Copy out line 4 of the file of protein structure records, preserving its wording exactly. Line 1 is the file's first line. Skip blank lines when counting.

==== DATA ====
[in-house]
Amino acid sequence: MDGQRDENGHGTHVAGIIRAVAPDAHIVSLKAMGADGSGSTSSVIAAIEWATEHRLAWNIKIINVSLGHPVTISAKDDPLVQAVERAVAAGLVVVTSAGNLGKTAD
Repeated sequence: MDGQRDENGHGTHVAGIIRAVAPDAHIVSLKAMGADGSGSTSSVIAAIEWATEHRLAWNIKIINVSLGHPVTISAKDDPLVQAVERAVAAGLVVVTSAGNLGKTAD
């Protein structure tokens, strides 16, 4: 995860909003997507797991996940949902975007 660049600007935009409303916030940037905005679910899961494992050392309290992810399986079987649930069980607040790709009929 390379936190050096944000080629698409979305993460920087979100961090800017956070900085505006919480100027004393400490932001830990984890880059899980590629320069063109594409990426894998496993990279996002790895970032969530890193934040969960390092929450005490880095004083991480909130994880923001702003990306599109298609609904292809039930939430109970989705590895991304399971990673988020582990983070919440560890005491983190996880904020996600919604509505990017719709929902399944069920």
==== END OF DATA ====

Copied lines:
């Protein structure tokens, strides 16, 4: 995860909003997507797991996940949902975007 660049600007935009409303916030940037905005679910899961494992050392309290992810399986079987649930069980607040790709009929 390379936190050096944000080629698409979305993460920087979100961090800017956070900085505006919480100027004393400490932001830990984890880059899980590629320069063109594409990426894998496993990279996002790895970032969530890193934040969960390092929450005490880095004083991480909130994880923001702003990306599109298609609904292809039930939430109970989705590895991304399971990673988020582990983070919440560890005491983190996880904020996600919604509505990017719709929902399944069920």